Using a custom keyboard layout

matrem_deam

New Member


Messages: 1

What my goal was:
I wanted to create a custom keyboard layout for my system, i bought a gaming keyboard with 40 keys and wanted to create one layer with all the letters, and when pressing right alt i would like it to switch to the other symbols (.,"# etc.)
This is my main motivation for using freebsd since i had a lot of problems doing it on linux and it would greatly improve my typing speed since i only have one arm.

What i tried:
i found other keyboard layouts in the /usr/share/syscons/keymaps directory and used the uk.iso.kbd one and modified it. Just to check i changed only one letter in the file (replaced q with p) and then when i updated the /etc/rc.conf with the changed uk.iso.kbd layout, by adding keymap=us.iso.kbd. Upon reboot it told me to use switch the keymap="uk.iso.kbd" with keymap="uk". I tried switching and not switching it and still nothing changed. Q stayed in place. What step did i miss or did wrong.
I also tried piping the us.iso.kbd layout in a new file my.iso.kbd with changed keybindings and still nothing happened.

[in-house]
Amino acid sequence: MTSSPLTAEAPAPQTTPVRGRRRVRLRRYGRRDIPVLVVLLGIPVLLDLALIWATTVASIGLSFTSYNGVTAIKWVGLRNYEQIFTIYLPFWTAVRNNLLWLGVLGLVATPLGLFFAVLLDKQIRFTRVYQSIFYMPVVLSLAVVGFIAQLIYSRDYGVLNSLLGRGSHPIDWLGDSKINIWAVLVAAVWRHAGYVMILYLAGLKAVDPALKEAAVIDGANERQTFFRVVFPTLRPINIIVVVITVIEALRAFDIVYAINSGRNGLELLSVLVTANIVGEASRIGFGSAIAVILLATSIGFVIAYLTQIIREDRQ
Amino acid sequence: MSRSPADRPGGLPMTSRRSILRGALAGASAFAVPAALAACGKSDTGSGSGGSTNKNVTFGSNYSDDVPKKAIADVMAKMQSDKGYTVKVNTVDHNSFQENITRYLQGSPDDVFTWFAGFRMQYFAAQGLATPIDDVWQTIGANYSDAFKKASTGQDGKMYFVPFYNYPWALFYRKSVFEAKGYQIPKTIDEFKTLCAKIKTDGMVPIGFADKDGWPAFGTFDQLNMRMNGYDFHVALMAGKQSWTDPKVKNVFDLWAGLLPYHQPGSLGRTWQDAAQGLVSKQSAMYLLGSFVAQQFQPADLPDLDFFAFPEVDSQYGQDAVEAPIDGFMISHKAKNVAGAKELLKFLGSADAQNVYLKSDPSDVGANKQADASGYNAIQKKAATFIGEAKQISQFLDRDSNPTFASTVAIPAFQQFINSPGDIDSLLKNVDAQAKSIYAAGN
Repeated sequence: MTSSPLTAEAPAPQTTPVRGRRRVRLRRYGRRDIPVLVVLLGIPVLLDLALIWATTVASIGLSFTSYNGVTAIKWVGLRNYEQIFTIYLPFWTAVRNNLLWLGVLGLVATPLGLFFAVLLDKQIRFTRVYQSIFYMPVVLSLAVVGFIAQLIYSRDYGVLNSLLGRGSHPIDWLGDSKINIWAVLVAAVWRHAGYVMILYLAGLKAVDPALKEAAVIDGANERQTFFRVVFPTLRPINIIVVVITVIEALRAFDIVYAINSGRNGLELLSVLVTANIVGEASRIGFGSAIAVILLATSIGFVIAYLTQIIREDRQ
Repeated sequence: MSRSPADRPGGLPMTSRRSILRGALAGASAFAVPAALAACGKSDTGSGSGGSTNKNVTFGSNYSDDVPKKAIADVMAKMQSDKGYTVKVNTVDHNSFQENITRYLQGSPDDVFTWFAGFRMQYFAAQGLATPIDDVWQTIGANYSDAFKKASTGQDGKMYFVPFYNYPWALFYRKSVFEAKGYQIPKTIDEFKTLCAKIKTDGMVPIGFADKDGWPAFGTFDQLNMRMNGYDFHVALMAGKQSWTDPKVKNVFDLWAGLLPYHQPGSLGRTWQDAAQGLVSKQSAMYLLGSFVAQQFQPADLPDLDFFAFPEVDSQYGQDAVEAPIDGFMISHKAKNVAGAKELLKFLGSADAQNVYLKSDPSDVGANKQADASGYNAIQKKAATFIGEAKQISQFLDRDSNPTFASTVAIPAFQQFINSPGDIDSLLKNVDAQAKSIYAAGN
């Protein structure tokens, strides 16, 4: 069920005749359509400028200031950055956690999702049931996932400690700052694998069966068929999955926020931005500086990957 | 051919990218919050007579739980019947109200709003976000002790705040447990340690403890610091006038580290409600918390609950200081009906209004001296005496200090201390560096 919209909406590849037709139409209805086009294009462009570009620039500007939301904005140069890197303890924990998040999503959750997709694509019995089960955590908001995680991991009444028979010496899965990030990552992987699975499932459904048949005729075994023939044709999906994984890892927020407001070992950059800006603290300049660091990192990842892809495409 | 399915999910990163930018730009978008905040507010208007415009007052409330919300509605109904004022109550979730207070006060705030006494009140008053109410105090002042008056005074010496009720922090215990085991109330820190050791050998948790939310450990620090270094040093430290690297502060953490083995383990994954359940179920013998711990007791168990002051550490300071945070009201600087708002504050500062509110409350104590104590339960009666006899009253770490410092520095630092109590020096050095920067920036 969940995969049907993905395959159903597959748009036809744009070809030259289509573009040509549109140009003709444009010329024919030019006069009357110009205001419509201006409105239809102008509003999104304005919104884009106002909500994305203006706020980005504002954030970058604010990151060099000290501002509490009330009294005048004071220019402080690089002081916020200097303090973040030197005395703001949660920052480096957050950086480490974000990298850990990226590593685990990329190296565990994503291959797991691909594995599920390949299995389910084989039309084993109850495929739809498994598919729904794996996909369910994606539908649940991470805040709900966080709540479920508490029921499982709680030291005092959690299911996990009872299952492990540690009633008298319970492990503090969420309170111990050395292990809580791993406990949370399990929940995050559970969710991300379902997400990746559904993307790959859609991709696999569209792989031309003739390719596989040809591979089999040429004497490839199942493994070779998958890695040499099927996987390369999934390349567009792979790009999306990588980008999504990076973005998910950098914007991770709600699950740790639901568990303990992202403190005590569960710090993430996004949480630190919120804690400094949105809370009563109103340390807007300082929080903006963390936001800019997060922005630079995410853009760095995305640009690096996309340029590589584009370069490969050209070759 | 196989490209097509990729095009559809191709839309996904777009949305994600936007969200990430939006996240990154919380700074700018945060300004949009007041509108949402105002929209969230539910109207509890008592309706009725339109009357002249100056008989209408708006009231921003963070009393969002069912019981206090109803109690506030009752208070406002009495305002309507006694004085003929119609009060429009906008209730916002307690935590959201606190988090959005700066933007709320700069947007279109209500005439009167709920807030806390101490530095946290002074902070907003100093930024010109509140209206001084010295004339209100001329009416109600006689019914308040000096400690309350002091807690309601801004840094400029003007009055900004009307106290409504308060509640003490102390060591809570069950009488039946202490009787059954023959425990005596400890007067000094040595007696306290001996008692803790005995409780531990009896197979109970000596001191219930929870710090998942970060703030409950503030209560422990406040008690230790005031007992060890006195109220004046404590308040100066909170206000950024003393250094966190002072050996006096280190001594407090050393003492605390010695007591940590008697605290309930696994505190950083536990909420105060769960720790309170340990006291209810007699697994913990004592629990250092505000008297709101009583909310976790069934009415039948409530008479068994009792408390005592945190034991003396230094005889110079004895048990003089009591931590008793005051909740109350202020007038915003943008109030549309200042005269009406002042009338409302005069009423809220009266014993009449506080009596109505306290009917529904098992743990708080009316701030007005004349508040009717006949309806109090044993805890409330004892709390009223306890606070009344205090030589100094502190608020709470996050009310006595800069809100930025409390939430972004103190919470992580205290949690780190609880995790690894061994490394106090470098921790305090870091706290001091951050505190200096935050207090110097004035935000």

I am also having trouble finding documentation on how to build a keyboard layout from scratch, for an example i am not sure what a lock state is inside the uk.iso.kbd file
Any good documentation or advice would be greatly appriciated.
Thanks in advance
 

Alain De Vos

Daemon

Reaction score: 548
Messages: 1,893

Lockstate is easy, that just the numlock.
Try first on a tty console and not in X and use kbdcontrol to load the keymap.
I modified a kbd file and it worked immediately.
 

T-Daemon

Daemon

Reaction score: 790
Messages: 1,627

What my goal was:
I wanted to create a custom keyboard layout for my system, i bought a gaming keyboard with 40 keys and wanted to create one layer with all the letters, and when pressing right alt i would like it to switch to the other symbols (.,"# etc.)
I'm not sure I understand this correctly, do you mean by pressing AltGr and releasing the key to switch to those other symbols?

i found other keyboard layouts in the /usr/share/syscons/keymaps directory and used the uk.iso.kbd one and modified it.
...
Q stayed in place. What step did i miss or did wrong.
You modified the wrong key map. vt(4) is the default device on all supported versions to provide virtual terminal consoles, not syscons sc(4). You have to look at /usr/share/vt/keymaps/uk*.

Just to check i changed only one letter in the file (replaced q with p) and then when i updated the /etc/rc.conf with the changed uk.iso.kbd layout, by adding keymap=us.iso.kbd. Upon reboot
To see the effect of the modifications to the key map you don't need to set it in /etc/rc.conf and reboot the system. Copy the uk.kbd key map to a users home directory, execute after every edit: kbdcontrol -l ~/uk

I am also having trouble finding documentation on how to build a keyboard layout from scratch,
See man kbdmap(5)
 
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